Mice were administered heat-killed b240 at a dose of 10 mg/mouse daily for 21 days prior to infection and for 14 days after infection. Mice in the control group received saline. They were then intranasally infected with 0.3 or 10 MLD50 of mouse-adapted CA04 virus on day 21 post-b240 administration. Mortality and morbidity were monitored daily for 14 days post-infection. Percent survival (a) and body weight (c) are shown for each group of ten mice infected with 0.3 MLD50 of virus. Percent survival (b) and body weight (d) are shown for b240- or saline-treated groups of 24 or 25 mice infected with 10 MLD50 of virus, respectively. The body weight values are means ± SD for the mice that were alive at each time point. Asterisk: P value < 0.05, significant difference compared to the virus-infected group not treated with b240 (log-rank test).

Heat-killed Lactobacillus pentosus b240 does not affect virus growth or histopathology in the lungs of mice infected with lethal influenza A(H1N1)pdm virus infection

To understand the mechanism by which oral administration of heat-killed b240 protects mice from lethal influenza A(H1N1)pdm virus infection (Fig. 2b, d), we first examined virus growth and the histopathology in the lungs of mice infected with CA04 virus after b240 treatment on days 1, 3, and 6 post-infection (Fig. 1b). The virus growth assay revealed that virus titers in the lungs of b240-treated mice were not statistically significantly different from those in the lungs of control mice at any time point tested (Table 1), indicating that b240 administration had no effect on virus growth in mouse lungs. Furthermore, we found that there were no apparent differences in the extent of pneumonia or viral antigen expression between the lungs of b240-treated mice and those of control mice at all time points tested (Table 2). These results indicate that oral administration of heat-killed b240 augments protection against a lethal dose of influenza A(H1N1)pdm virus by mechanisms that do not substantially affect virus replication or histopathology.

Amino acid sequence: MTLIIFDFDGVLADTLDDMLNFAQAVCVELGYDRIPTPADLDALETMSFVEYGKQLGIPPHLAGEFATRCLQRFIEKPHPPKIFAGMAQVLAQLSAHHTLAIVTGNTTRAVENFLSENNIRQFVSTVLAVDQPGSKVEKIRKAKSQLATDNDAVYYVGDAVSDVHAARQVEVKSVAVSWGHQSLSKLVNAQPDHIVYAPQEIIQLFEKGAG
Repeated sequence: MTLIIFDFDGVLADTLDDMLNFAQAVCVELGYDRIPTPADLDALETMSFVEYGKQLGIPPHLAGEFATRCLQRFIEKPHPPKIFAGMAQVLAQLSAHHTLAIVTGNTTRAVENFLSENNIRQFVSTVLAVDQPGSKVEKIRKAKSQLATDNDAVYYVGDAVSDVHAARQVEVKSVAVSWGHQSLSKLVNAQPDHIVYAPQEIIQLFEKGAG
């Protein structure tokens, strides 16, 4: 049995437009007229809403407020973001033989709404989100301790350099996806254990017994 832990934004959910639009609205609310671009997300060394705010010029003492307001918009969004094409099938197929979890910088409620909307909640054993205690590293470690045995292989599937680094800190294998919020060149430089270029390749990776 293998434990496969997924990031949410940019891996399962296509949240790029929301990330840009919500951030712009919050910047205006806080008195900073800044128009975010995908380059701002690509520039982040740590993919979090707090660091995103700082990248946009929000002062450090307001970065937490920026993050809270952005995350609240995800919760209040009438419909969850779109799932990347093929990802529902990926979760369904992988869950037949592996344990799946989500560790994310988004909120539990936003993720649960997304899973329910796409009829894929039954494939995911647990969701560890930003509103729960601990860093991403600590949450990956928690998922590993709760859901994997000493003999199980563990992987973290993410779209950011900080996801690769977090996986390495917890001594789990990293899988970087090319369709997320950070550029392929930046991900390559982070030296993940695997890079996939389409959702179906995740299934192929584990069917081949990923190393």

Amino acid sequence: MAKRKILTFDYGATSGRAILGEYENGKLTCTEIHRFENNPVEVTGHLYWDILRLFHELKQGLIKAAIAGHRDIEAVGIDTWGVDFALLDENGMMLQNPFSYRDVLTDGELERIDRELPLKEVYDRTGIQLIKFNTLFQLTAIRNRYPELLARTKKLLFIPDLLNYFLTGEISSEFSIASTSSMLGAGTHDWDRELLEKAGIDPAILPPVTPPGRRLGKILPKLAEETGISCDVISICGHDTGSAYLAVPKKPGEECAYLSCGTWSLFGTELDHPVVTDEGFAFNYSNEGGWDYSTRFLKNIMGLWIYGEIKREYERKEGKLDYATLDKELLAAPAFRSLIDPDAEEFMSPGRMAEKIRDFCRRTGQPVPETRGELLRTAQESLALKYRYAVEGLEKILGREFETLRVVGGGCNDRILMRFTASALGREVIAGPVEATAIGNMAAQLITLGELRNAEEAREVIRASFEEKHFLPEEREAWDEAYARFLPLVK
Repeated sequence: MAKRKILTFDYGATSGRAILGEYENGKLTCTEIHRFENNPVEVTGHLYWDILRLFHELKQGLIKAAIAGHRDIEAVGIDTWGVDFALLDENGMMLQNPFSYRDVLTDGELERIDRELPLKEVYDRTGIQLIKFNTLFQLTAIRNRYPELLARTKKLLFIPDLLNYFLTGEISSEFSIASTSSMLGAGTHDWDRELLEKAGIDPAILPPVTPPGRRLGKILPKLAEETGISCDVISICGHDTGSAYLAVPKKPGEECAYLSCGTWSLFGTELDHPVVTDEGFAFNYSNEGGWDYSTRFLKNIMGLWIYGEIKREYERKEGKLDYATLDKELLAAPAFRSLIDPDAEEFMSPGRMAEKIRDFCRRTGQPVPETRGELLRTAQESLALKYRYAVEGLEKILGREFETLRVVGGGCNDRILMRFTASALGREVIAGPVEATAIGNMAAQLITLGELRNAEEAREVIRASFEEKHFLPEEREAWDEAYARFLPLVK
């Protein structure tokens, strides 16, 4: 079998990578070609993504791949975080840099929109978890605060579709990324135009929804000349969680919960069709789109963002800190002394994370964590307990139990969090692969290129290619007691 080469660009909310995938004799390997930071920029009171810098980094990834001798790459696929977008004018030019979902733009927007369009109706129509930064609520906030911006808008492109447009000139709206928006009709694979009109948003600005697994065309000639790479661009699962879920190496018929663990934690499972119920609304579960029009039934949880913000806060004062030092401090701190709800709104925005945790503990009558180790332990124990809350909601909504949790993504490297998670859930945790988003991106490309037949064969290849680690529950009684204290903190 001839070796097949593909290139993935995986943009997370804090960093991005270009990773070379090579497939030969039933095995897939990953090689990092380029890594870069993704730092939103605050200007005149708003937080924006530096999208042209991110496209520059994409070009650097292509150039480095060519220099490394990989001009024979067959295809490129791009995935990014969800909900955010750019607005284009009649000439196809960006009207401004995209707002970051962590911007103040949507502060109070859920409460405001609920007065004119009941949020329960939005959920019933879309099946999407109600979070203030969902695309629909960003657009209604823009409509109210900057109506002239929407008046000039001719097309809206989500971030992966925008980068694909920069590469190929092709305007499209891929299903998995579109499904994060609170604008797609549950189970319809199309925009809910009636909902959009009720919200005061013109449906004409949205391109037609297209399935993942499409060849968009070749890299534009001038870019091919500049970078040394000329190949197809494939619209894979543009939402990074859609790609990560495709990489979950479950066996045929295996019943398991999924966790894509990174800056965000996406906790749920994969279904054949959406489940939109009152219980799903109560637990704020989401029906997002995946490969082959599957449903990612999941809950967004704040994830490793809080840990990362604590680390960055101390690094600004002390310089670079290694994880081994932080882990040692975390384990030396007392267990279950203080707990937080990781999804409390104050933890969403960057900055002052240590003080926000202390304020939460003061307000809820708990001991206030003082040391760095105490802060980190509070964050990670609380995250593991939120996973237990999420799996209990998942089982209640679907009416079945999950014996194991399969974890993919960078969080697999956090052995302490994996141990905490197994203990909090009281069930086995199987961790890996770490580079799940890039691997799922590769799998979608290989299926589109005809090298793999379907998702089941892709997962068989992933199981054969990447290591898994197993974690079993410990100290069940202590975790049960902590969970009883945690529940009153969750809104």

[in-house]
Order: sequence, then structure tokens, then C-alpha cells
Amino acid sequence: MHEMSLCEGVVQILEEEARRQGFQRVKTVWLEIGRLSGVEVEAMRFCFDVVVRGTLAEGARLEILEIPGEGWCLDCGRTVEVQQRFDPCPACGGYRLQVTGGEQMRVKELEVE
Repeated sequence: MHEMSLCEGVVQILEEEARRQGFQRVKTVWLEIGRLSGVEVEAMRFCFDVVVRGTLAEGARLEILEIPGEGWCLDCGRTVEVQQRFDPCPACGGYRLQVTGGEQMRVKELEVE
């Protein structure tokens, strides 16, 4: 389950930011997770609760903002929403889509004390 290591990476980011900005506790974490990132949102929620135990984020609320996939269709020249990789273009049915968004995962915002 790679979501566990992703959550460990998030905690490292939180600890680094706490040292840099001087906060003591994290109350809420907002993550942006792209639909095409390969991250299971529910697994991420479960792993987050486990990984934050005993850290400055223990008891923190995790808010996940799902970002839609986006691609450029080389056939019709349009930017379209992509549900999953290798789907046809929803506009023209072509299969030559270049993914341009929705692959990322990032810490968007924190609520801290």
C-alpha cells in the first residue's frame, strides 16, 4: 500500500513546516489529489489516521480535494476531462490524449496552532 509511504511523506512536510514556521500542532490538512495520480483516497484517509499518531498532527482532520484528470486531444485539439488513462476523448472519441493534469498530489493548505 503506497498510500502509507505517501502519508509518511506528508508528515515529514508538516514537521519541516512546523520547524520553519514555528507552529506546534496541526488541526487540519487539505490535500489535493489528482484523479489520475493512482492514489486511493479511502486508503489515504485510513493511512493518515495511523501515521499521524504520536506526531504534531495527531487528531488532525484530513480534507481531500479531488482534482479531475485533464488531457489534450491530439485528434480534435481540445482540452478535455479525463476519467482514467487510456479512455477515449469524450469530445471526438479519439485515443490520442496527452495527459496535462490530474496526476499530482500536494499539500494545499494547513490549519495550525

Table 1: Effect of oral administration of heat-killed b240 on virus titers in the lungs of mice infected with CA04 virus
Table 2: Histological examination of the lungs of mice

Effect of Lactobacillus pentosus b240 administration on cytokine/chemokine expression